Saturday, January 23, 2010

My story

I decided to write down my story about my mom’s cancer battle so I can have it in one place. I have the entire saga written down in my journals but this will be more of a synopsis of the whole thing through my eyes. If the dates or details are a little off please forgive me, I’m doing this without the aid of my journals or anyone else's memory. This is just a small portion of the first day or so of the beginning. Forgive the spelling and grammar, I'm not an English major :)

So here we go…

In early 2005 I was a Freshman at the University of Utah studying Marketing. School was good but I missed being home so I would drive down to my parents house once or twice a week just to hang out and do laundry. My little brother, Aaron, was on a football team for Lakeridge Junior High so I would drive all over the place, mostly to Heber, to watch his games too. It was really fun. I loved being on my own but I loved the option of going home when I wanted. My parents were really supportive of my schooling and loved to hear about my classes, new friends, running for student government, etc.
In the early Spring of 2005 my mom called me while I was at school to see if I could come pick Aaron up from the hospital. She had taken him to our pediatrician to get a prescription for his strep throat. A few days before she had been noticing the whites of her eyes becoming a little discolored and it wasn’t going away so she casually asked him about it and he sent her directly to the emergency room. They had waited in the ER for a while and since Aaron was only 14 at the time he couldn’t drive himself home and my dad was out of town for a few more days. So when I got the phone call that my mom and Aaron were in the ER I assumed that Aaron had gotten another concussion snowboarding or from football or that he needed stitches for one reason or another so I wasn’t too concerned until my mom told me that it was for her that they were in the ER. Then I started to panic. When I was younger my parents never got hurt or sick, or so I remember. The only thing I remember as being a little scary was when my dad’s appendix burst when I was 7 or so and I didn’t know anything besides “Daddy needs some rest” “Don’t jump on Daddy, he’s still getting better” “Daddy will be just fine in a little bit”. I had so many people reassuring me that he would be fine and now, I had no idea what was going to happen.
So in my panic I rushed down to the Provo IHC where Aaron and my mom were waiting. I ended up taking Aaron somewhere, I think to our neighbor, Lil’s, house where he could play with Eliza, the girl his age, but honestly I don’t remember. I dropped Aaron off and went back to the hospital where my mom was getting ready to go into a procedure. She could probably feel my apprehension and continued to tell me that everything was going to be okay and tried to make light of the situation. I tried to be strong and sat by her side in the recovery area until they were ready for her. I wasn’t able to go into the treatment room so I had to wait right outside and watch through a little window. They gave my mom some medicine that was supposed to relax her throat so they could put a tiny camera on the end of a thin cable down her throat. It’s called an endoscopy, I found out later, and they could see where the blockage was with the camera so they could do further testing.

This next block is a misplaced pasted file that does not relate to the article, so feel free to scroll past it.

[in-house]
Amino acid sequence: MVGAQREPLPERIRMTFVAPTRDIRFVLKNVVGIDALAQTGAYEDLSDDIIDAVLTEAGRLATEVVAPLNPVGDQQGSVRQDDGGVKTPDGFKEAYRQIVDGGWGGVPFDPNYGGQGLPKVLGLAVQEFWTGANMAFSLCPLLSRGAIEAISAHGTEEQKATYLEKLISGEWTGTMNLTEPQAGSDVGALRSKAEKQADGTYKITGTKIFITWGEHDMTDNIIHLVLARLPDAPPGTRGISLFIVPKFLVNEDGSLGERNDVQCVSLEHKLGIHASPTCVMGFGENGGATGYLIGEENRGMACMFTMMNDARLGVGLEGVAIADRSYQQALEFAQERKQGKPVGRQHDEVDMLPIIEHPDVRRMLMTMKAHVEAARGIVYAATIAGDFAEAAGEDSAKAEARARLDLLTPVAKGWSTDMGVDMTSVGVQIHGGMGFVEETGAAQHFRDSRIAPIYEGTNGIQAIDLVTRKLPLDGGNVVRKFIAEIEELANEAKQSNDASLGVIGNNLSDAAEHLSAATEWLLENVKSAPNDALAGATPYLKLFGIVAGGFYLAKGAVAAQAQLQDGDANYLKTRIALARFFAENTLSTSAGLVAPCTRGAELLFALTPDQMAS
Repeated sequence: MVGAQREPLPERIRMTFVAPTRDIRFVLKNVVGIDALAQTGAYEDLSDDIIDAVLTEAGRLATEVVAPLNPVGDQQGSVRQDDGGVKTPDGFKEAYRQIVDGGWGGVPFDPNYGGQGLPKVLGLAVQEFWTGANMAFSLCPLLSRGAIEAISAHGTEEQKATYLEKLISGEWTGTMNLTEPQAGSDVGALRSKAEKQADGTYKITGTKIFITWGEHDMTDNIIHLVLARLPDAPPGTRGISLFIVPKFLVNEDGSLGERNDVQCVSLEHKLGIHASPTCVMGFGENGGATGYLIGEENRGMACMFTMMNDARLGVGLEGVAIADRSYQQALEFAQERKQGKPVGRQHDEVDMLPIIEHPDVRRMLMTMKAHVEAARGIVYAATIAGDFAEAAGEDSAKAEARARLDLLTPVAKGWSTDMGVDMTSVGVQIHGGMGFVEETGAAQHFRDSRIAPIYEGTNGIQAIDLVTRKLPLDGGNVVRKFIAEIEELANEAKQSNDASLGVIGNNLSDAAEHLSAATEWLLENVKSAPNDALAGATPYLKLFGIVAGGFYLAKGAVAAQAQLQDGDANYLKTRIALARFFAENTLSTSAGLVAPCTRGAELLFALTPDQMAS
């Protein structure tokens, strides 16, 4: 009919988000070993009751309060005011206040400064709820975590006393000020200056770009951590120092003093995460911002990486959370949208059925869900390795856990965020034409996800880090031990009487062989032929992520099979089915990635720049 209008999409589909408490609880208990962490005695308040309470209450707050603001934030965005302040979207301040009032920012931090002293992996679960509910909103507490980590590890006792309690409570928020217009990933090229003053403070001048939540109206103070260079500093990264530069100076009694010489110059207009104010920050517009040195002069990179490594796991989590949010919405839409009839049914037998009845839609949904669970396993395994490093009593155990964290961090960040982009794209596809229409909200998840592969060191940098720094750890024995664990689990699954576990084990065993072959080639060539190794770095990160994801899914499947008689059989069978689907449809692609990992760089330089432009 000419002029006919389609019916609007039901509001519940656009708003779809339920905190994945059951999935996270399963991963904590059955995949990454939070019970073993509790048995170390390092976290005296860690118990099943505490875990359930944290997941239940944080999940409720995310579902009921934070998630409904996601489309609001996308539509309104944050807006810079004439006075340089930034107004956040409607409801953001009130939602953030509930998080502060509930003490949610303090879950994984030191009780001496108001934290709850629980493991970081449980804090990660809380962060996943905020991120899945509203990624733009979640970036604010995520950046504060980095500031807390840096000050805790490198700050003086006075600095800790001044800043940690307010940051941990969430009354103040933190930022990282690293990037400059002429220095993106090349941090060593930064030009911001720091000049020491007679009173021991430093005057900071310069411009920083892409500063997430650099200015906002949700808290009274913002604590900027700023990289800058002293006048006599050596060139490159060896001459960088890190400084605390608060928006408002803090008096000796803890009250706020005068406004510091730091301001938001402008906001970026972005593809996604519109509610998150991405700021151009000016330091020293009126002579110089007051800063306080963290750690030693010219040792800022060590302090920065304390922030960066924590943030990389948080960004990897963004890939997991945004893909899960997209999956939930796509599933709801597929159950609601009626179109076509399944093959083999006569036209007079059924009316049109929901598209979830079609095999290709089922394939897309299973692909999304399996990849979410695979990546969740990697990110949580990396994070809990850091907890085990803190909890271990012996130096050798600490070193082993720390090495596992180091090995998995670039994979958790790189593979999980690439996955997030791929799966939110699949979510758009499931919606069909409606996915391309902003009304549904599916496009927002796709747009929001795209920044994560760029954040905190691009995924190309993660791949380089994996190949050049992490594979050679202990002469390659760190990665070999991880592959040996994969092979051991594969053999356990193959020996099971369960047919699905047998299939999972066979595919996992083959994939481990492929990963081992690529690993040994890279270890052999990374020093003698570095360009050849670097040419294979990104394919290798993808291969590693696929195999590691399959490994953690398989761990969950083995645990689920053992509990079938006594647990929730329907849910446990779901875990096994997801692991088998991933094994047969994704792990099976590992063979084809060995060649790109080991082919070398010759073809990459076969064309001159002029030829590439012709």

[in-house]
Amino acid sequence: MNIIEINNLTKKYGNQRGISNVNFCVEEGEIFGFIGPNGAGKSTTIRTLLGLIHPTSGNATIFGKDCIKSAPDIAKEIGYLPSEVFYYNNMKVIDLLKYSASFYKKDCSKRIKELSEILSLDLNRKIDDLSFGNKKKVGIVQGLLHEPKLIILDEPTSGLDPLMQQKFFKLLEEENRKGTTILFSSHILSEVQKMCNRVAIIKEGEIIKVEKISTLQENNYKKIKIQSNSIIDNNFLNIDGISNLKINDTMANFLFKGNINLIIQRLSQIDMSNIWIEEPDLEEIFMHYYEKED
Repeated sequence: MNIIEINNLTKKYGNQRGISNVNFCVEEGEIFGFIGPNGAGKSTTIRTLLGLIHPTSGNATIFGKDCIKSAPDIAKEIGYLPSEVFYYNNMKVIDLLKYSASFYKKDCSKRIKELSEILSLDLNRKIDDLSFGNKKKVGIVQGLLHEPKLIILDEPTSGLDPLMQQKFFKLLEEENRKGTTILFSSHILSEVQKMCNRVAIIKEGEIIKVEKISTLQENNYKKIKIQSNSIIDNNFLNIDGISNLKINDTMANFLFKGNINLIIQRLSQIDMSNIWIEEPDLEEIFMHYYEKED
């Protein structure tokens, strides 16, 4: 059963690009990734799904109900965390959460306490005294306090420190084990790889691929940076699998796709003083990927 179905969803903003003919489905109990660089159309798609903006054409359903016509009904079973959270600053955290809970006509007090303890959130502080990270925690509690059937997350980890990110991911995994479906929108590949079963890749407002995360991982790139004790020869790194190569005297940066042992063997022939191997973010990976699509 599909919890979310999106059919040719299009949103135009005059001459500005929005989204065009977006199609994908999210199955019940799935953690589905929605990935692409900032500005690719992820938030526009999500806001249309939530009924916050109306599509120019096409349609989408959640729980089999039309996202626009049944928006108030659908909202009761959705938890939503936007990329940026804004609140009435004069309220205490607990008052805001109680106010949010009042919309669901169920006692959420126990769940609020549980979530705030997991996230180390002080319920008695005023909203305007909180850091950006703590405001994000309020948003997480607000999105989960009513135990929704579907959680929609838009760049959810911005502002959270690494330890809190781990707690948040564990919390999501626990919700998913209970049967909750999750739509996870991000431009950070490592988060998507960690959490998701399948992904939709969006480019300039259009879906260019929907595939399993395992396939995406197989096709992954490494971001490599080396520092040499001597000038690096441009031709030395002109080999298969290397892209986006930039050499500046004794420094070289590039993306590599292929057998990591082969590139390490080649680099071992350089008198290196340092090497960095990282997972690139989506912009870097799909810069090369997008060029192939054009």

Those two words, further testing, became the bane of my existence over the next 3 years or so. I hated those words. Why can’t you just tell me now so we can all move on with our lives? Anyways, the medicine they gave my mom didn’t work very well so she had a hard time not gagging. That was painful to watch but she got through the procedure. The doctor found the blockage and pulled the camera out then went to discuss with his collogues while we waited. They wheeled my mom out into the patient recovery area where we were separated from the other patients by a very thin curtain and waited for the doctor to give us an update. While we were waiting my mom got really nauseated and started throwing up all of the orange medicine they had given her. Luckily she didn’t get too much on her because I have quick reflexes and held the throw up bucket for her.

I can’t tell you how hard that moment was. Normally it was my mom who held my throw up buckets for me, not the other way around. I am grateful I was there though, I wanted to be there for her like she had been for me all those years. Mom’s are supposed to be sick, they’re indestructible right? She was so fragile and that scared me. This experience completely shifted my paradigm when it came to the immortality of my mom. I realized that she was really sick or else they wouldn’t be doing all of these tests and no one was reassuring us that she’d be fine. The reality of the situation hit my like a ton of bricks and I was just doing what I could not to cry.

The doctor's ended up holding her at the hospital overnight, or a couple days, I can't remember, but Aaron and I hung out and my dad came home so I went back to school.

That's all for now, more to come later!

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